De moeizame vormgeving van het verleden
Dealing correctly with the built past is the key question of each individual case of preservation of monuments and historic buildings. After all, a thorough refurbishment inevitably implies a form of intervention in the 'natural' course of history. At the same time the final result of not doing anything, often implies that eventually nothing is left. However, once a drastic restoration has been decided on for that reason, it is tempting to do more than what is strictly necessary for preservation: removing annoying additions from earlier centuries, eliminating previous restorations, perfectioning the object aesthetically by making it stylistically uniform. Thus falsification of history sometimes threatens, because a building is made to look 'old'.
In this article five categories of such deliberate designing of the past are distinguished. The first relies on a frequently commercially inspired nostalgia. Long lost buildings that nobody is acquainted with anymore are newly erected for the sake of an intended historical image, such as the planned donjon of the Valkhof in Nijmegen. The second group concerns reconstruction in the old style after acts of war or fire damage, in an attempt at restoring destroyed national heritage that everyone has been acquainted with: the Lakenhal in Ieper. However, the longer this is postponed, the more forced the restoration becomes.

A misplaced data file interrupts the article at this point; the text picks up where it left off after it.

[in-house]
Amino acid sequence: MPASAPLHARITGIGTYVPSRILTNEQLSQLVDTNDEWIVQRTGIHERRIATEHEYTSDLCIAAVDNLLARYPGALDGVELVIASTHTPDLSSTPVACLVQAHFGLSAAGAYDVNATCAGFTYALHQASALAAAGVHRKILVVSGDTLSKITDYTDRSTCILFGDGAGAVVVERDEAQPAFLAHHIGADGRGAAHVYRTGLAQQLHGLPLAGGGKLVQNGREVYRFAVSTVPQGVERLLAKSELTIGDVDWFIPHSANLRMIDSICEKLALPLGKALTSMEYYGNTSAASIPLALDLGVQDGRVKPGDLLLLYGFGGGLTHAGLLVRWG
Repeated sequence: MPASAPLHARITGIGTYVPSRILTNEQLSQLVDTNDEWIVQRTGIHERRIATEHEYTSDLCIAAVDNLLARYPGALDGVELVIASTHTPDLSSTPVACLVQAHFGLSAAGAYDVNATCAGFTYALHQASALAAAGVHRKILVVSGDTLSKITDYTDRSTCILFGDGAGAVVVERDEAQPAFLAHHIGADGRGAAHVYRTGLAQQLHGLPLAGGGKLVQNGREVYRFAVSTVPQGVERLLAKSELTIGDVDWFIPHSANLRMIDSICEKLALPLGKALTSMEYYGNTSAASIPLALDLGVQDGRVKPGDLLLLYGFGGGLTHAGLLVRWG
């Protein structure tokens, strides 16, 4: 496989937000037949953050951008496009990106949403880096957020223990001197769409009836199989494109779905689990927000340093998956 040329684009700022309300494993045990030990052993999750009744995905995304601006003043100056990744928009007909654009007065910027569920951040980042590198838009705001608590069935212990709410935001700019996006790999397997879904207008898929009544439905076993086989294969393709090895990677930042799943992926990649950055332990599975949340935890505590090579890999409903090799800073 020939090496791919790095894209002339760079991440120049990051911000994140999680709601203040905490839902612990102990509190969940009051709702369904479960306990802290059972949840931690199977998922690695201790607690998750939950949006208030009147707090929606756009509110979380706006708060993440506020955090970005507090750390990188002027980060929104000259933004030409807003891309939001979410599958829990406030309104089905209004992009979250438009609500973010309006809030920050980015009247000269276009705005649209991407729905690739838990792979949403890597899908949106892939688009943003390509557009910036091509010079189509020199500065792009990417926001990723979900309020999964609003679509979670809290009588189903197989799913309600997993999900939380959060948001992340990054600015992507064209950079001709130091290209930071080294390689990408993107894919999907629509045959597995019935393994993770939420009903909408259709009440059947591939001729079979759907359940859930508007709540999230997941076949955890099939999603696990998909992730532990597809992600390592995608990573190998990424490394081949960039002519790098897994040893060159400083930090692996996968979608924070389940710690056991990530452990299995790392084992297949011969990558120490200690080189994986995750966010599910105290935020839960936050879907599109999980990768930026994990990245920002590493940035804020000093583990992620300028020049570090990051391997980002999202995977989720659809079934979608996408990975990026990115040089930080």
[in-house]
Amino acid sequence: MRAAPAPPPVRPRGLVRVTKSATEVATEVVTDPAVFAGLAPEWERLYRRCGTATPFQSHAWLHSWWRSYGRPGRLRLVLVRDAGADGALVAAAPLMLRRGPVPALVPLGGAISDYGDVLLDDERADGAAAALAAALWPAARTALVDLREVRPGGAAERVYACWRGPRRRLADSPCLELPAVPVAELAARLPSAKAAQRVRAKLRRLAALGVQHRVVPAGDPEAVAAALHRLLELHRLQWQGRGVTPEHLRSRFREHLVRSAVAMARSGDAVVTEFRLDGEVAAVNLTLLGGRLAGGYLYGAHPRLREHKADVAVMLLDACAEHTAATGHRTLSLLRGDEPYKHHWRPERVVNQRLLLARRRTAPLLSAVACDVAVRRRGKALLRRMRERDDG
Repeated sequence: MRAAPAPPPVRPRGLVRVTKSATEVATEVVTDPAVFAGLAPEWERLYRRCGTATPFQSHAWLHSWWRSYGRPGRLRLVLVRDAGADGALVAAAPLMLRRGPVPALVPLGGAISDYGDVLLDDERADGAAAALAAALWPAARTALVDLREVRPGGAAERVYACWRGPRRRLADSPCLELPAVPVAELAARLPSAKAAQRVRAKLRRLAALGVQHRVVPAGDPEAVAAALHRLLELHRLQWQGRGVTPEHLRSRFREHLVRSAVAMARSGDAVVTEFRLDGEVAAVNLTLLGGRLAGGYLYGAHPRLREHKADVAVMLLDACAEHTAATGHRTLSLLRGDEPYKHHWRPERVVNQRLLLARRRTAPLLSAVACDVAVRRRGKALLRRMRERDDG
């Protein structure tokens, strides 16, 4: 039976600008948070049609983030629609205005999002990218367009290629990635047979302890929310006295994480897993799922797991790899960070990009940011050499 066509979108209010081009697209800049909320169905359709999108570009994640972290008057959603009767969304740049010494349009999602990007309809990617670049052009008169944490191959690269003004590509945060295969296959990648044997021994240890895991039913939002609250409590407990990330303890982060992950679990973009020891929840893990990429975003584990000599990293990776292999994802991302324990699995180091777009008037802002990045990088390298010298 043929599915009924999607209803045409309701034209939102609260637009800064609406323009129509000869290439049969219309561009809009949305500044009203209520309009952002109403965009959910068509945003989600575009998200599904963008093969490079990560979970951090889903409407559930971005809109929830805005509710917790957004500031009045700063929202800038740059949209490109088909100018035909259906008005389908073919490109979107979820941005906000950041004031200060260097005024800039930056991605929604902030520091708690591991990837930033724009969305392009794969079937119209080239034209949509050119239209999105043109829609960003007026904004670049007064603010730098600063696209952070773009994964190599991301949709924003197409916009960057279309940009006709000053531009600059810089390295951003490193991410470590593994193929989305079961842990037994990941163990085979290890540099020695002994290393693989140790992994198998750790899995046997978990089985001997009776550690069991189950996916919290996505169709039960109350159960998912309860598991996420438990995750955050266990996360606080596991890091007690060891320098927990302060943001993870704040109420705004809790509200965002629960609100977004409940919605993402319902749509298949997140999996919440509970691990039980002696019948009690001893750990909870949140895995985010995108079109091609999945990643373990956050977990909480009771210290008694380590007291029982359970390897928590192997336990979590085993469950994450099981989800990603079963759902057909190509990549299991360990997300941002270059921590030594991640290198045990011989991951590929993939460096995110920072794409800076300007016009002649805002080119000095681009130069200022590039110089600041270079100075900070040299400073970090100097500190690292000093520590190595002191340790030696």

In the third group the intervention is more fundamental. Not repair of damage is the motive, but the deliberate reconstruction of a specific phase of a monument, while anything incompatible with this is purged out: palace Het Loo. Such a reconstruction can be so drastic that in practice the boundary between historical reliability and historical fiction is exceeded, as in Cuypers's approach to the Munster church in Roermond. Often this is also (partly) based on political ideological motives: a specific past is required in the present. One step further and we are in category five: the use of this historical fiction as a starting point for new buildings, which are legitimised by this historical fiction, such as the Karlskirche in Vienna, the layout of which was based on an incorrect reconstruction of the Temple of Solomon in Jerusalem.